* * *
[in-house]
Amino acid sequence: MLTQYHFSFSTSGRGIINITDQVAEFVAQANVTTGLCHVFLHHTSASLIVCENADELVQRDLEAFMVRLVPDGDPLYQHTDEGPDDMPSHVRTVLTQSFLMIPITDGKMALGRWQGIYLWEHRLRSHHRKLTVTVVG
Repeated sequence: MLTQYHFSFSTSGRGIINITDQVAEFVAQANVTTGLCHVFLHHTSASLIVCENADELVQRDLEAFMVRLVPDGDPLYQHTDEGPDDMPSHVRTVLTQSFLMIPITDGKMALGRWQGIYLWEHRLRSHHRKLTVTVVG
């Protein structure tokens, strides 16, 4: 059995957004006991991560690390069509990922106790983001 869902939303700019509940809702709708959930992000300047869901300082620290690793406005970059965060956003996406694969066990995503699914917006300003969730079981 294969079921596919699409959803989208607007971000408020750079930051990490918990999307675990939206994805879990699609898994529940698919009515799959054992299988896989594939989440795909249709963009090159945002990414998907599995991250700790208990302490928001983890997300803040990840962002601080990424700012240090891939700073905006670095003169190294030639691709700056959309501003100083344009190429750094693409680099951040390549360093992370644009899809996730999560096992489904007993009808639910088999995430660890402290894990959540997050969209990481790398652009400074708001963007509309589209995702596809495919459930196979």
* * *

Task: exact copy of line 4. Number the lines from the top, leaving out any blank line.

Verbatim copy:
């Protein structure tokens, strides 16, 4: 059995957004006991991560690390069509990922106790983001 869902939303700019509940809702709708959930992000300047869901300082620290690793406005970059965060956003996406694969066990995503699914917006300003969730079981 294969079921596919699409959803989208607007971000408020750079930051990490918990999307675990939206994805879990699609898994529940698919009515799959054992299988896989594939989440795909249709963009090159945002990414998907599995991250700790208990302490928001983890997300803040990840962002601080990424700012240090891939700073905006670095003169190294030639691709700056959309501003100083344009190429750094693409680099951040390549360093992370644009899809996730999560096992489904007993009808639910088999995430660890402290894990959540997050969209990481790398652009400074708001963007509309589209995702596809495919459930196979």